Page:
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Thread: Simple aresponsibility

  1. #11
    Senior Member Teacher Terry's Avatar
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    I am really enjoying condo living because it’s so easy. My backyard is my balcony overlooking a beautiful courtyard. I have 3 plants and 2 dogs to take care of and enjoy doing it. Also my condo is only 833 sq ft so easy to clean and keep neat. It’s so relaxing to own just enough and really love the things I have.

  2. #12
    Senior Member rosarugosa's Avatar
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    I never wanted to be responsible for children, and so I didn't have any, but I do rather enjoy tending to our cats and our plants and our garden. Those can be considered as experiences in my book - quiet, everyday experiences. I've gotten to spend a lot of time watering plants during this drought, and I find it to be a fairly pleasant activity.
    I can't say that I particularly enjoy having so much responsibility for my mother, but I'm trying my best to rise to the occasion.

  3. #13
    Senior Member catherine's Avatar
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    Quote Originally Posted by Portuguese John Here View Post
    That also means I have to open the door to possible hardships later on, right now, I embrace that possibility.

    People take responsibility from tradition, and once they're in, it's very hard to leave it, because you have a job, with responsibilities in order to keep it, and you have to keep it in order to have a family, and after family means a house, and a house means mortgage, more responsibility, and the greatest responsibility of all, children's. Some may argue that responsibility is what makes you cherish those things.

    About Krishnamurti's, he said those words in Ojai 1977, if you click the link, scroll to the first comment, which I made, you can see the minute he said that.

    Here's the full quotation, anyhow:


    There's people that did all that responsibility business and left it all once they saw the retribution was not sufficient. I recently saw a video on a YouTube channel I enjoy very much, Soft White Underbelly. It's about a man, Joe. He had a career is sales, and one day decided to leave everything and have a life without responsibility, he's homless, so he took it to the extreme. There's also another video, also a man, Craig, he's on the streets because he wants his life to be simple.

    The system we all live, that works, is based and founded on responsibility. The greatest minds we have today, those who are also some of the richest, have enormous levels of responsibility, they are the reason we have so much innovation, advancement, people that accept responsibility are those who cures the diseases that would kill us.

    Life is leading me more and more towards Joe's and Craig's, not to the extreme of being homeless by my own choice, I would be one if I had to, but I don't want responsibility, I don't think money alone is enough to pay for responsibility, since it takes a lot of stress and energy from you. I'm a responsible person nonetheless, I want those around me to be okay.
    Interesting stuff here.

    As many here know, I have an ambivalent attitude towards money--I have had long stretches of hardship because of lack of money, but at the same time, I don't trust money and I don't subscribe its importance as many do in this culture. That's why I read authors who write about the gift economy, and about others who have eschewed money in their lives--my favorite is Daniel Suelo (The Man Who Quit Money by Mark Sundeen. I also have Mark Boyle's book Moneyless Manifesto, Peace Pilglrim's book, and a book called Twelve by Twelve about a doctor who lived in a 12x12 cabin as a Thoreauvian form of political protest.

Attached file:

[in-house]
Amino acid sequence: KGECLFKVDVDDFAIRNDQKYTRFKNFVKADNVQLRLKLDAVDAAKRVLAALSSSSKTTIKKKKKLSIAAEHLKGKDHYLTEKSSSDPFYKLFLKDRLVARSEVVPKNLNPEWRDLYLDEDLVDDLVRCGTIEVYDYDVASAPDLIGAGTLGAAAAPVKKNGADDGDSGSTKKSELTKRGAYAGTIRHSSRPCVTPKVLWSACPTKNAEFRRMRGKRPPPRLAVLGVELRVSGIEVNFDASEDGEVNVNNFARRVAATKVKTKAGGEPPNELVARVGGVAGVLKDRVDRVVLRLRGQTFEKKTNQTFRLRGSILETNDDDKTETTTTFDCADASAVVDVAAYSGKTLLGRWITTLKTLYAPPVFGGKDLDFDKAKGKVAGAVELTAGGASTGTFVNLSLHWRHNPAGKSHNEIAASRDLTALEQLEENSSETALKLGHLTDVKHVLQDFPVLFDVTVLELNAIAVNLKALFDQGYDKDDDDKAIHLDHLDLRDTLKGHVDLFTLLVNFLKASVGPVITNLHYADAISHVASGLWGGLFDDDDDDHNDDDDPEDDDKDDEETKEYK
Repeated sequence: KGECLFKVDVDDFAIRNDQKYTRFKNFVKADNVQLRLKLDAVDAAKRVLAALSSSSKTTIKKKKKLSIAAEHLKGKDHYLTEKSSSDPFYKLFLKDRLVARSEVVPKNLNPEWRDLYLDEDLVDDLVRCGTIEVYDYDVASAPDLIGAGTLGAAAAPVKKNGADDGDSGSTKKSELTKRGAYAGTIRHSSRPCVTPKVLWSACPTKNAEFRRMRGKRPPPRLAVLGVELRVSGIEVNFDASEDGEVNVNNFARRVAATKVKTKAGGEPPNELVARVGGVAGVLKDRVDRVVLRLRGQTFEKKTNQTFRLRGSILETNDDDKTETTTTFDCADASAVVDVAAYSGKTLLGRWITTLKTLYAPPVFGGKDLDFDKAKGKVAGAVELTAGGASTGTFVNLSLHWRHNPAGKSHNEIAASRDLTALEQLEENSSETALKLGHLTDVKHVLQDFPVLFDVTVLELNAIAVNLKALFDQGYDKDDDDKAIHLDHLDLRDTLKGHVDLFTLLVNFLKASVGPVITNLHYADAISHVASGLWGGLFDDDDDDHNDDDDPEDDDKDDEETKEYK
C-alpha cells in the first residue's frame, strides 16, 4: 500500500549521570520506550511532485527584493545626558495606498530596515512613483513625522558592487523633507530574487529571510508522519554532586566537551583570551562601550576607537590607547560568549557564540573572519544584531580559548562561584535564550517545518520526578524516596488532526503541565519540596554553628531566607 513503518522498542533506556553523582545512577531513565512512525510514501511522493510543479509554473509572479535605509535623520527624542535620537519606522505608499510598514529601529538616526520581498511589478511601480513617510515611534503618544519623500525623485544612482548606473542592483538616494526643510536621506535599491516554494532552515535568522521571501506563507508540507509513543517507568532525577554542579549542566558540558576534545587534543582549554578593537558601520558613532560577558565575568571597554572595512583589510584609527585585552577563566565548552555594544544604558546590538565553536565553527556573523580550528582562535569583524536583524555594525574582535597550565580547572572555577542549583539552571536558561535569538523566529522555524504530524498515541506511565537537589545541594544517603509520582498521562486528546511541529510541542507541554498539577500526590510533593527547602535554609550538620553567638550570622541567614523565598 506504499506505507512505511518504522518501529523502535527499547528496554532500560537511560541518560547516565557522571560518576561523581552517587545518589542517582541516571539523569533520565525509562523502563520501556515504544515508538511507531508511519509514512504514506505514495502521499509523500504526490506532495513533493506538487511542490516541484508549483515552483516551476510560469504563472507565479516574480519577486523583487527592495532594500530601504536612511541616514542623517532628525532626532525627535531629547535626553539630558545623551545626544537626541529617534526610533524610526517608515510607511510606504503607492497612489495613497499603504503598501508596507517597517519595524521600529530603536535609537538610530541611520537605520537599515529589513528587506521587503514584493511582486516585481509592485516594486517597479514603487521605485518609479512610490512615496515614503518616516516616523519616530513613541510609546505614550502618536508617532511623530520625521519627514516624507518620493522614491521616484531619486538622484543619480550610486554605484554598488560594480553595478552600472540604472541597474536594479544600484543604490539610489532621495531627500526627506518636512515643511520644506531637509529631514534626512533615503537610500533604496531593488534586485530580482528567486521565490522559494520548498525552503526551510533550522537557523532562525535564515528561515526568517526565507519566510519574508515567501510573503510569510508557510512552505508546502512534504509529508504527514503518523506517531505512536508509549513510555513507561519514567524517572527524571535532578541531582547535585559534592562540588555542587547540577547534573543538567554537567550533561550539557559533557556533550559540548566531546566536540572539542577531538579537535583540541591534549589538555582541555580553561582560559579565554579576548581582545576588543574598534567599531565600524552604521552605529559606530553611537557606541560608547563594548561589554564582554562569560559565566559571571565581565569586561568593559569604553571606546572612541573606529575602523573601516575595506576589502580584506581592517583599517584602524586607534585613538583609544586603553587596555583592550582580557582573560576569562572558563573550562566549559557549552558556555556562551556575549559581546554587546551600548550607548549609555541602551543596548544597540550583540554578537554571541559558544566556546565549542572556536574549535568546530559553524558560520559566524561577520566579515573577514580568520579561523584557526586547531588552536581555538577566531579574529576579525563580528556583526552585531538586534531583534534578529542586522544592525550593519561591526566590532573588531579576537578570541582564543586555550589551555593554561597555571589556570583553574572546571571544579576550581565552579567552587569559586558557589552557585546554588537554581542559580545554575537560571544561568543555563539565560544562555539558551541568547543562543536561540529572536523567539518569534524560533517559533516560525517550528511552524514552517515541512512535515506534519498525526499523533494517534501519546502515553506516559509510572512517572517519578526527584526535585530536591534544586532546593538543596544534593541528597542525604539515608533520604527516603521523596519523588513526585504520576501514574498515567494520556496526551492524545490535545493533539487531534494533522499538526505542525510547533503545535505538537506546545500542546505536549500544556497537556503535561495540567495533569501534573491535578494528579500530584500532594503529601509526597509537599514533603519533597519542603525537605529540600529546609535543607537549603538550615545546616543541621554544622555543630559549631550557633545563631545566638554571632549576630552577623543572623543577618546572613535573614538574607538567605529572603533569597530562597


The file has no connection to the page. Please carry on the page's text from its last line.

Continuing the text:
I have made good money for the last 20 years, so that's the other side of the ambivalence coin--but I can almost agree with Krishnamurti when he said "I don't have money, thank God." I wouldn't go that far, but I have been responsible enough with my money to spread it around for providing for my family, paying for college educations, paying bills, and living a life free from the stress of poverty.

    But the other interesting thing you said was "The system we all live, that works, is based and founded on responsibility. The greatest minds we have today, those who are also some of the richest, have enormous levels of responsibility, they are the reason we have so much innovation, advancement, people that accept responsibility are those who cures the diseases that would kill us." I'm not sure how tightly money is correlated with fulfilling a sense of responsibility. I think for many of these accomplished people the sense of responsibility stems from the drive to accomplish a "calling" rather than the accumulation of wealth. Steve Jobs famously lived in an unfurnished house, and had one black "uniform" because he didn't care about the trappings of money--he was driven by his vision for the technology that is enabling us to communicate right now. So when I talk about being aresponsible, I mean that I will always be responsible to my family, I try to be responsible for my health. Being aresponisble to me means not feeling an overblown sense of responsibility for others or other distractions--it means removing my sense of responsibility for anything that dilutes my responsibility to my "soul-force" and the callings I hear from it.
    "Do any human beings ever realize life while they live it--every, every minute?" Emily Webb, Our Town
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  4. #14
    Junior Member Portuguese John Here's Avatar
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    Quote Originally Posted by catherine View Post
    That's why I read authors who write about the gift economy, and about others who have eschewed money in their lives--my favorite is Daniel Suelo (The Man Who Quit Money by Mark Sundeen. I also have Mark Boyle's book Moneyless Manifesto, Peace Pilglrim's book, and a book called Twelve by Twelve about a doctor who lived in a 12x12 cabin as a Thoreauvian form of political protest.
    I've read both of these authors, Suelo's blog has interesting philosophies, although, the reason I found him interesting was to know how he lived without money, day-to-day.